Studio A24 has grown into one of the most unique production companies in the modern cinema age. Her films have spanned a wide variety of genres, and all maintain a sense of individuality and an engagement with the story. What started as an independent studio has expanded to include high-profile performers. The 2017 release titled Killing a Sacred Deer Directed by Yorgos Lanthimos and stars Colin Farrell, Nicole Kidman and Barry Keoghan. This is Farrell and Lanthimos’ second collaboration following the riveting drama the lobster
Killing a Sacred Deer could certainly be described as an odd, confusing cinematic experience. However, it’s a multi-layered thriller with lots of build-up and unexpected twists. Farrell portrays Steven, a cardiac surgeon who forms a bond with Martin (Keoghan), a 16-year-old grieving the loss of his father on the operating table. Though unsettling from the start, this connection takes a darker turn as Martin’s intentions are revealed. The film’s first act establishes a Kubrick-style filmmaking that immediately makes the viewer nervous. With long, elegant sequences of shots, wide angles and a sophisticated overture, Lanthimos offers a magnificent presentation for this mysterious drama. However, what really sets an unusual tone is the dialogue, which is anything but conventional.
The dialogue in Killing a Sacred Deer
There is a lot to be said about the lines in the film. Each character is almost robotic and monotonous, and all speak in fairly similar ways. It creates a kind of distance between them and the audience, who are aware that Steven is the protagonist. But the fact that his speech and mannerisms are similar to Martin, who could be identified as an antagonist, creates an equal relationship with viewers. Anyone could be the protagonist, but are also antithetical to each other. With a shared distance to the audience, it’s hard to tell who’s morally right.
The power of destiny in Killing a Sacred Deer
There is an overall supernatural element that plagues the characters, along with a chilling psychological horror for the audience. The course of the film changes drastically when Martin reveals his true intentions of avenging his father, who died at Steven’s hands. It comes as a shock when this boy begins to have a psychological and physical impact on Steven and his family (and Keoghan, now The Joker in). Batman movies, is amazing here). However, according to Colin Farrell in an interview with Film4, there is a strong presence in chess:
What I get out of this is the feeling that the gods are at play. Just from reading [the script] I felt like there was some sort of omnipresent gods, like the gods of the past on Mount Olympus, who look down on the weaknesses of mortal humans, the stupidity of mortal humans, and use us to process their own tragedies and their own Trauma and own boredom.
It all sounds like a Greek tragedy. Sure enough, there’s a reference to Iphigenia in Aulis, a Greek play by Euripides in which the character Iphigenia is sacrificed to the gods by her father Agamemnon. Iphigenia willingly surrenders to death. After killing a sacred stag, Agamemnon angered the goddess Artemis, who demanded justice for crimes against nature. Iphigenie’s innocence is reflected in the children of Killing a Sacred Deer. Bob (Sunny Suljic) and Kim (Raffey Cassidy) are on the brink of death when their legs become paralyzed; They lose their appetites and their bodies weaken. This comes after Martin’s prophecy to Steven when he swore he would see justice done for his father. As Martin tells him in the film:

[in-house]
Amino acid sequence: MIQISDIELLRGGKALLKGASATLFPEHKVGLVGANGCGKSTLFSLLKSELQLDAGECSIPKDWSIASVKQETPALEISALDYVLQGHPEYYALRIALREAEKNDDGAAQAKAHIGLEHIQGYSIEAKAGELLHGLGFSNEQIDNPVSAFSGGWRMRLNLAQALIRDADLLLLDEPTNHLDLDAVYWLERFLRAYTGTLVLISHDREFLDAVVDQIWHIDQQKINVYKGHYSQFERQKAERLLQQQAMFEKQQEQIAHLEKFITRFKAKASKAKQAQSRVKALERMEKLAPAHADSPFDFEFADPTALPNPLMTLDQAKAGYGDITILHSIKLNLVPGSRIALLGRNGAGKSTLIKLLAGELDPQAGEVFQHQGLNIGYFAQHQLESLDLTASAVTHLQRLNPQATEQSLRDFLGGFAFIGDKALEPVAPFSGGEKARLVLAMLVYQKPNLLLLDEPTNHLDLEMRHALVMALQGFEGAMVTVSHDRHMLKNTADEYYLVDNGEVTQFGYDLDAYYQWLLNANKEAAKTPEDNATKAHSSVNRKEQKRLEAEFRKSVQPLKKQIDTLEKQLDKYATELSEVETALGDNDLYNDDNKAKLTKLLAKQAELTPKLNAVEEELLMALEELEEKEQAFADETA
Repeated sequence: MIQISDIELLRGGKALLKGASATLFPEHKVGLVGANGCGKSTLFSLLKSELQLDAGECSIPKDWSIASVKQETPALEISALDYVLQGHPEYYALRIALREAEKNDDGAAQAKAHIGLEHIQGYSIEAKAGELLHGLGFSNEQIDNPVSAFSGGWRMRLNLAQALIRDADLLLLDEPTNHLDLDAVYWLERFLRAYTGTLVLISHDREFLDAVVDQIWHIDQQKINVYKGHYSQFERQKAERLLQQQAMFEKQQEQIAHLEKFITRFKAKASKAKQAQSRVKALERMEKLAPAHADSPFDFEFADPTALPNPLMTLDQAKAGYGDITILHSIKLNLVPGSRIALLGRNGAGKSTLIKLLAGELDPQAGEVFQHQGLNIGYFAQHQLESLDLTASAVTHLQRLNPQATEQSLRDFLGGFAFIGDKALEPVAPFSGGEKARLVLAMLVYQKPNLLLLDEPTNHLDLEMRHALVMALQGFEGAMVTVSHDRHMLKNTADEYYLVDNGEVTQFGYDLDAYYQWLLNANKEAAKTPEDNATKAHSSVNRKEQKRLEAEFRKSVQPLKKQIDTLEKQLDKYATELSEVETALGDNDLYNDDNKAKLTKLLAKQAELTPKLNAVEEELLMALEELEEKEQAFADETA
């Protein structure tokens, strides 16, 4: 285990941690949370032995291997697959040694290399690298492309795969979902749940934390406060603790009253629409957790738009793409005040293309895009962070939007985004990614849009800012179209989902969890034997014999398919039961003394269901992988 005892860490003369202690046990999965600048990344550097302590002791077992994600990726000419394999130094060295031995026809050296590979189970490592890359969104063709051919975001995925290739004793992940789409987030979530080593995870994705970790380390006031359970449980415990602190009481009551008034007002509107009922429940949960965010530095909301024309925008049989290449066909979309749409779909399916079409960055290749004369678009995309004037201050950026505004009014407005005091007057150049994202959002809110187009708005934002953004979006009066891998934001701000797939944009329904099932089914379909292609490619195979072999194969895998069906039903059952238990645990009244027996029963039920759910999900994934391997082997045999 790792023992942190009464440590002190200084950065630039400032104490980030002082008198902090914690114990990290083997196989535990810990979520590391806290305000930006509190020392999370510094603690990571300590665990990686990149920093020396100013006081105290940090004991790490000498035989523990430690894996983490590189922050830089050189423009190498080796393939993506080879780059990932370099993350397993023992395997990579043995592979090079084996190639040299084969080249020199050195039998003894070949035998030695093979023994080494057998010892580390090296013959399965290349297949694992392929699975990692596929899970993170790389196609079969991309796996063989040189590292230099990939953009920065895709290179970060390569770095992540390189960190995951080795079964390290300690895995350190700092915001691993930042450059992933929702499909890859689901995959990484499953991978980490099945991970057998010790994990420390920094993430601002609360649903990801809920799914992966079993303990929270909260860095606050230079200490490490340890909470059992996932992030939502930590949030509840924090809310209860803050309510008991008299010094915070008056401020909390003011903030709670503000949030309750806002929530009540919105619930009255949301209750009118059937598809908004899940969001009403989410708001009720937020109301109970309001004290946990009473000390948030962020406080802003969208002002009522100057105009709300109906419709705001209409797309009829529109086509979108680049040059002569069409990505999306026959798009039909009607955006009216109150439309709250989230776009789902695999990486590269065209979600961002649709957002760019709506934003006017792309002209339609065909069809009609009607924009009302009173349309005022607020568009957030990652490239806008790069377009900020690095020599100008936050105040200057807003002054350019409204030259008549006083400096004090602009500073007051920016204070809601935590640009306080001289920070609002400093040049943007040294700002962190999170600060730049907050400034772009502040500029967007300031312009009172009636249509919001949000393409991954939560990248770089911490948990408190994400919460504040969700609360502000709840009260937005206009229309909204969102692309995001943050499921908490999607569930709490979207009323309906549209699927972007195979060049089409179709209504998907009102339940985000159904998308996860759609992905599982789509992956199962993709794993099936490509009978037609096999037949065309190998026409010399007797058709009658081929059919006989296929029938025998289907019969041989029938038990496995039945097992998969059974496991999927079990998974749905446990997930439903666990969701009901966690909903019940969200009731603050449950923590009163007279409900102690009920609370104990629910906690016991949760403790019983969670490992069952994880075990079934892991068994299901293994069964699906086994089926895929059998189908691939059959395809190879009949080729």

That critical moment that we both knew would come one day, that time is now. Just as you killed a member of my family, now you must kill a member of your family to even things out, got it? Of course I can’t tell you who to kill, you have to decide that. But if you don’t, they all get sick and die. Bob will die. Kim will die. Your wife will die. First: paralysis of the limbs. Second: refusal of food to the point of starvation. Third: bleeding from the eyes. Four: death. Don’t worry, you won’t get sick. You just have to stay calm, that’s all.
Hubris and Retaliation in Killing a Sacred Deer
As in most Greek tragedies, the protagonist suffers from a fatal flaw. Oedipus the great king, Odysseus and other powerful figures demonstrate hubris that angers the gods. In this film, we see Steven as a character resembling that of a proud man who doesn’t know his own fatal flaw. Martin’s father died at Steven’s hand, which many characters in the film said was perfect and clean. However, Steven reveals to his wife Ana (Nicole Kidman) that he was drinking before the deadly surgery on Martin’s father. This comes after Steven failed to acknowledge any involvement in the matter, saying:
A surgeon never kills a patient. An anesthetist can kill a patient, but a surgeon never.
While sorrow may be buried deep beneath pride in one’s duplicity, fate demands vengeance in its worst ways. The balance of justice will be settled when Steven must decide which of his two children to kill. The children then compete with each other over whose life is more valuable. This is where the film takes its darkest turn, and that turn is meant to be literal. Steven blindfolds himself and ties his wife and children to the barrel of a shotgun. Ironically, the one facing the accidental shot is his son Bob. The youngest, the most innocent and the one whose fall started it all.
Killing a Sacred Deer is a complex film with a multitude of interpretations. The stag also represents gentleness and devotion in the spiritual world. But the word justice is used frequently and takes on a neutral connotation when given to both the protagonist and the antagonist. Both seek justice for transgressions against themselves and their families. However, the film asks audiences to question whether one deserves justice towards another, or does there always have to be a balance?